A Democratic proposal to immediately boost Indiana teacher pay by $100 million a year by stretching out payments to a teacher pension fund was rejected Thursday by a Republican-controlled committee.
The Indiana Senate Appropriations Committee voted 8-4 along party lines against the Democratic plan that aimed to free up money by lowering annual state payments to the same pension fund Gov. Eric Holcomb used his State of the State speech this week to propose adjusting next year.
That extra $100 million then would have boosted funding for the state’s Teacher Appreciation Grant bonus program by 267% this year. Estimates released by Senate Democrats show that the average teacher bonus in northern Indiana’s Warsaw Community Schools could have increased from about $700 to nearly $1,900.
Committee members, instead, advanced a bill backed by Holcomb directing $291 million in unexpected state tax revenue to paying cash rather than borrowing money for several college campus construction projects that were part of the state budget approved in April.
Sen. Karen Tallian, D-Ogden Dunes, argued that the state’s $2.3 billion in cash reserves are sufficient for lawmakers to take action now on boosting the state’s lagging teacher pay.
“I don’t understand why we can’t also consider some of these other desperate needs that we have,” Tallian said. “It is just wrong of us to ignore all these other things that we could correct this year.”
Holcomb proposed Tuesday making a $250 million early payment into that pension fund in 2021 to free up a projected $50 million a year by reducing needed annual state pension appropriations.
The debate over teacher pay comes after several thousand educators joined a boisterous Statehouse rally in November during which salaries were a top concern. Holcomb has repeatedly said he would wait for recommendations later this year for what he calls a “sustainable plan” from a teacher pay commission he appointed in early 2019.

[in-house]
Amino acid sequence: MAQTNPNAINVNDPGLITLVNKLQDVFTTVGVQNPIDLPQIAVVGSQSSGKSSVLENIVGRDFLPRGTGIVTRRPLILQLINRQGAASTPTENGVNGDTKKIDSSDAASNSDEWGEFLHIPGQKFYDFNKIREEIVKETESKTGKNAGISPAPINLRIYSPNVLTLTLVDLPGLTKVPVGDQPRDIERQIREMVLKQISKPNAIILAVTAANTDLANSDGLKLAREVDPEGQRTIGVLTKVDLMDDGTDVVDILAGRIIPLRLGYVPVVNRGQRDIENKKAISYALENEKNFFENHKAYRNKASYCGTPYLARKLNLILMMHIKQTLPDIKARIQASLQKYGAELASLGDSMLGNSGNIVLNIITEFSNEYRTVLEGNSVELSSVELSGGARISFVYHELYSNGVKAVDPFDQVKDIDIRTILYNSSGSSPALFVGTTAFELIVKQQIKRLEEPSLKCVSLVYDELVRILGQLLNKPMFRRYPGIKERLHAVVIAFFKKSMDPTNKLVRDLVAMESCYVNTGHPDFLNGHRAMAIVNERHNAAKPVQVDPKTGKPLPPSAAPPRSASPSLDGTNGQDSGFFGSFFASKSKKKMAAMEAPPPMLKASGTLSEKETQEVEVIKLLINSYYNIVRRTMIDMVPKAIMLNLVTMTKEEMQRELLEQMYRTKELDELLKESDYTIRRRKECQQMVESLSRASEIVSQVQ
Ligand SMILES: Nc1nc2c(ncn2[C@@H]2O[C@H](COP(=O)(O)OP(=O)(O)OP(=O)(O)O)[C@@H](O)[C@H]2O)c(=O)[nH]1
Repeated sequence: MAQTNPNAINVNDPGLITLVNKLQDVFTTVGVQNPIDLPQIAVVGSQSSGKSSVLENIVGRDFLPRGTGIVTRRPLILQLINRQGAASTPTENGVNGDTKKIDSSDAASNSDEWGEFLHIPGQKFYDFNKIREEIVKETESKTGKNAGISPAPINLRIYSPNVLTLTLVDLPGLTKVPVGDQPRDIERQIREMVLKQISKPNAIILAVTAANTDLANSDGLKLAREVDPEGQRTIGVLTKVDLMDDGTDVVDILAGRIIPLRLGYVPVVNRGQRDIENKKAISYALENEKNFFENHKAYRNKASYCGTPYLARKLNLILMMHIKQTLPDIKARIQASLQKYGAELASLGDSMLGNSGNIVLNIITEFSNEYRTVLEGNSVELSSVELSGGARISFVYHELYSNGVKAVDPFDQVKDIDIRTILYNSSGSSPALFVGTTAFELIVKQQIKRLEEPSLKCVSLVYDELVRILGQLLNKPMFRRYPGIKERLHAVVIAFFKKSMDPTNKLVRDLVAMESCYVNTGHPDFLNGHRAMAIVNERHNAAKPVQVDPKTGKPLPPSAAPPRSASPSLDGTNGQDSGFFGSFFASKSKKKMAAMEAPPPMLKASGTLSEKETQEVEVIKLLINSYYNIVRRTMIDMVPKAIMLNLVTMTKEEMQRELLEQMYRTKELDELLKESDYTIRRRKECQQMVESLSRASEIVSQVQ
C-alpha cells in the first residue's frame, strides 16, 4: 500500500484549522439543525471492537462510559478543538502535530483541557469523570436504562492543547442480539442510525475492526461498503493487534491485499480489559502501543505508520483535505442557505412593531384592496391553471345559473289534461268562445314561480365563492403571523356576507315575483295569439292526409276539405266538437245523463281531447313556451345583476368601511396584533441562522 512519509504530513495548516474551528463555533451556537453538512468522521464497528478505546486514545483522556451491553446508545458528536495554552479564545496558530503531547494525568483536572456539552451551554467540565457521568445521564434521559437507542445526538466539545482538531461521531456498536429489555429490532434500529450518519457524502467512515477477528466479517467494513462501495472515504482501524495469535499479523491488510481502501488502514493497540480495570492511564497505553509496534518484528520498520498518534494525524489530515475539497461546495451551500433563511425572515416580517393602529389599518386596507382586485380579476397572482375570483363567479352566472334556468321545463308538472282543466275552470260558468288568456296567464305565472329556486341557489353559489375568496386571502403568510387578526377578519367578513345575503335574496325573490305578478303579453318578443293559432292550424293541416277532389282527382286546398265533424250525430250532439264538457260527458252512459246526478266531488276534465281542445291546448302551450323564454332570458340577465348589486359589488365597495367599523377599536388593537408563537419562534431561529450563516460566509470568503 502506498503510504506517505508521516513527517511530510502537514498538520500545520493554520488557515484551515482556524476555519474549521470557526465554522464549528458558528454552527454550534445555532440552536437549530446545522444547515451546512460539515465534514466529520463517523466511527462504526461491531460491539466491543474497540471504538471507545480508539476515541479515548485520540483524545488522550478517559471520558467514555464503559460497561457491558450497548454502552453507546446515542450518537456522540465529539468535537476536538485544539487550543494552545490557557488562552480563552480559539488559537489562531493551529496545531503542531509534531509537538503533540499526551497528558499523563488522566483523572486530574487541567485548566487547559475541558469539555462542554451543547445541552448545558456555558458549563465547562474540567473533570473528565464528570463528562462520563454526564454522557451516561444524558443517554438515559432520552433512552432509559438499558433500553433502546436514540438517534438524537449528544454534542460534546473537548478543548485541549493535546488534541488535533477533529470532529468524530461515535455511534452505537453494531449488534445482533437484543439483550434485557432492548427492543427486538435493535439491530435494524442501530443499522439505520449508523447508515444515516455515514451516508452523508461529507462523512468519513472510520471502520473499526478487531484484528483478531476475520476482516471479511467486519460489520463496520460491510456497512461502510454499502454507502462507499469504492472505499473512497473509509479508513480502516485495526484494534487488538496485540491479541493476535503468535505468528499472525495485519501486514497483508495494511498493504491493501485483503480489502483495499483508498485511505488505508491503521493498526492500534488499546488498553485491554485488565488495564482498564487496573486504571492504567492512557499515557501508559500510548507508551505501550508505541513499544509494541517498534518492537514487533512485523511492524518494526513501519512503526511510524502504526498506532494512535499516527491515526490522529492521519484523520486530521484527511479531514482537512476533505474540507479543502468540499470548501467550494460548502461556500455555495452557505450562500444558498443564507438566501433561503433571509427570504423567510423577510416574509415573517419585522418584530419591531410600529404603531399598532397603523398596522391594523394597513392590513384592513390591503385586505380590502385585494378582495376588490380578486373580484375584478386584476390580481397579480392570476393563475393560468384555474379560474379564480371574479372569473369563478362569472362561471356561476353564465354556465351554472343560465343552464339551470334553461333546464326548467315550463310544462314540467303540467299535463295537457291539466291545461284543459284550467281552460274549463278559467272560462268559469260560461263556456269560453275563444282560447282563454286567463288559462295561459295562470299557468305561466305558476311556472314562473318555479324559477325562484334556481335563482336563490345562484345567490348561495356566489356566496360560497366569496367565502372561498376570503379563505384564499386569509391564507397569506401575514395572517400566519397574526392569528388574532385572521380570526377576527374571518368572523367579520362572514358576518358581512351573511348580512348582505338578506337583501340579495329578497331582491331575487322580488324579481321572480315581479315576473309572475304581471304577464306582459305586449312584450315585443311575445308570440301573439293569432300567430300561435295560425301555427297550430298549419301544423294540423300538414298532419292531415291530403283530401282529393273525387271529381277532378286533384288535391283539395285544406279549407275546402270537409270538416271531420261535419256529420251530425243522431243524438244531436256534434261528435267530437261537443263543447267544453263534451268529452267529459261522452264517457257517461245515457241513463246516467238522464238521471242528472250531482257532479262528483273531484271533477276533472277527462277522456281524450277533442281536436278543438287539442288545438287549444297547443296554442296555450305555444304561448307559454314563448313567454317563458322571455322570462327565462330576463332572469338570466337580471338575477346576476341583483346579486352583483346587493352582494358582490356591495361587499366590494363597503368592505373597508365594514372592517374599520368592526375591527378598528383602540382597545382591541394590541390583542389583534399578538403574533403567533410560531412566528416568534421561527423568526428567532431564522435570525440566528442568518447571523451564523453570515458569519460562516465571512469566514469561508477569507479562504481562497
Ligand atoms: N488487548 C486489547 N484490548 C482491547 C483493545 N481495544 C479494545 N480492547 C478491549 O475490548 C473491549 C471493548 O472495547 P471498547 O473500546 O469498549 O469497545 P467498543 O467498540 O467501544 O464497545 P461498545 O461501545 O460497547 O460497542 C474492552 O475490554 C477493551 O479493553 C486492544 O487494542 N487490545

The Republican-dominated House last week rejected other Democratic proposals toward increasing teacher pay. The full Senate could take up the spending bill next week and send it to the governor’s desk as Republicans fast track it less than two weeks after the legislative session began. The Senate won’t take action on most House-passed bills until at least mid-February.
House Democratic leader Phil GiaQuinta of Fort Wayne said Republicans are eager to be done with the only spending bill on this year’s legislative agenda.
“The quicker you can get that off the calendar means you don’t have to deal with it or talk about it anymore,” he said. “I’m sure that is part of the strategy.”
State Budget Director Zach Jackson told the Senate committee that the governor believed it was best to use the unexpected money on one-time expenses.
“The objective here is to avoid the interest costs entirely and provide the flexibility for the out years,” Jackson said.
The Democratic plan would have reduced the state’s nearly $947 million pension fund payment for each year of the current two-year state budget by $100 million. Tallian said that would extend state payments into the fund by seven years, until 2045.
Sen. Michael Crider, R-Greenfield, said such a major change in the state budget shouldn’t be done piecemeal, recalling that reserves were needed during the Great Recession when he was a top administrator with the Department of Natural Resources.
“I know right now the outcome looks pretty good, but I can tell you before the recession the outlook was pretty good also,” Crider said.